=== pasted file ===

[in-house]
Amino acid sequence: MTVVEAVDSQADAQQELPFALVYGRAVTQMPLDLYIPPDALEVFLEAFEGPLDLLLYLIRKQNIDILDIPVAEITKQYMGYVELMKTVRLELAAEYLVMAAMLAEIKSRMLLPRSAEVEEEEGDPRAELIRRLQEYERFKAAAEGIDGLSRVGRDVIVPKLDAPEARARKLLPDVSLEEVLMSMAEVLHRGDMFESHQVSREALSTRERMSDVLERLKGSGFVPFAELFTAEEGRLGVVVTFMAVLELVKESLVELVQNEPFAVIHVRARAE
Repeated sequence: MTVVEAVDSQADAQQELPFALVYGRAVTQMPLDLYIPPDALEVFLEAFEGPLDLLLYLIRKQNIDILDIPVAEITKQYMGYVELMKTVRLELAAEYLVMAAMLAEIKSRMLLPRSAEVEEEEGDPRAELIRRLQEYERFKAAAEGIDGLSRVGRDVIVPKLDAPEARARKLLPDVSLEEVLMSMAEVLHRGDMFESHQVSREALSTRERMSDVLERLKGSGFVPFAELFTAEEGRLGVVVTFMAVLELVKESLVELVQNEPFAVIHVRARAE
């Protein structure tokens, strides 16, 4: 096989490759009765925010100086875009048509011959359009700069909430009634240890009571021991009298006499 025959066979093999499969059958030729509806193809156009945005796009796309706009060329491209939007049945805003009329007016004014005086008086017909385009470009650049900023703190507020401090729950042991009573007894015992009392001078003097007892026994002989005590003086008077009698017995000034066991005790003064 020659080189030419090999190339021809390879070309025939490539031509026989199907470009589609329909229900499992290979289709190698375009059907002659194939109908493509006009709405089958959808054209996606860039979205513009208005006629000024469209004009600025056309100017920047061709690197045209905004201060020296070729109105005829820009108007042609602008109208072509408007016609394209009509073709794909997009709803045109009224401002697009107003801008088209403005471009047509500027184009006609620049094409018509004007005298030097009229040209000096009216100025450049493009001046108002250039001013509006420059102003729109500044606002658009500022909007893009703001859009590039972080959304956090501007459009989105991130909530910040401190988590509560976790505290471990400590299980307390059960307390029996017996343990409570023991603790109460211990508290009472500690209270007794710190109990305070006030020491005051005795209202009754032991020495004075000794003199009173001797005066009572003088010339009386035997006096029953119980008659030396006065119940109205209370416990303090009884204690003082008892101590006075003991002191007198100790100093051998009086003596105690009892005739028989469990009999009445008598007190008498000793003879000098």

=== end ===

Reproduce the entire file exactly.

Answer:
[in-house]
Amino acid sequence: MTVVEAVDSQADAQQELPFALVYGRAVTQMPLDLYIPPDALEVFLEAFEGPLDLLLYLIRKQNIDILDIPVAEITKQYMGYVELMKTVRLELAAEYLVMAAMLAEIKSRMLLPRSAEVEEEEGDPRAELIRRLQEYERFKAAAEGIDGLSRVGRDVIVPKLDAPEARARKLLPDVSLEEVLMSMAEVLHRGDMFESHQVSREALSTRERMSDVLERLKGSGFVPFAELFTAEEGRLGVVVTFMAVLELVKESLVELVQNEPFAVIHVRARAE
Repeated sequence: MTVVEAVDSQADAQQELPFALVYGRAVTQMPLDLYIPPDALEVFLEAFEGPLDLLLYLIRKQNIDILDIPVAEITKQYMGYVELMKTVRLELAAEYLVMAAMLAEIKSRMLLPRSAEVEEEEGDPRAELIRRLQEYERFKAAAEGIDGLSRVGRDVIVPKLDAPEARARKLLPDVSLEEVLMSMAEVLHRGDMFESHQVSREALSTRERMSDVLERLKGSGFVPFAELFTAEEGRLGVVVTFMAVLELVKESLVELVQNEPFAVIHVRARAE
């Protein structure tokens, strides 16, 4: 096989490759009765925010100086875009048509011959359009700069909430009634240890009571021991009298006499 025959066979093999499969059958030729509806193809156009945005796009796309706009060329491209939007049945805003009329007016004014005086008086017909385009470009650049900023703190507020401090729950042991009573007894015992009392001078003097007892026994002989005590003086008077009698017995000034066991005790003064 020659080189030419090999190339021809390879070309025939490539031509026989199907470009589609329909229900499992290979289709190698375009059907002659194939109908493509006009709405089958959808054209996606860039979205513009208005006629000024469209004009600025056309100017920047061709690197045209905004201060020296070729109105005829820009108007042609602008109208072509408007016609394209009509073709794909997009709803045109009224401002697009107003801008088209403005471009047509500027184009006609620049094409018509004007005298030097009229040209000096009216100025450049493009001046108002250039001013509006420059102003729109500044606002658009500022909007893009703001859009590039972080959304956090501007459009989105991130909530910040401190988590509560976790505290471990400590299980307390059960307390029996017996343990409570023991603790109460211990508290009472500690209270007794710190109990305070006030020491005051005795209202009754032991020495004075000794003199009173001797005066009572003088010339009386035997006096029953119980008659030396006065119940109205209370416990303090009884204690003082008892101590006075003991002191007198100790100093051998009086003596105690009892005739028989469990009999009445008598007190008498000793003879000098």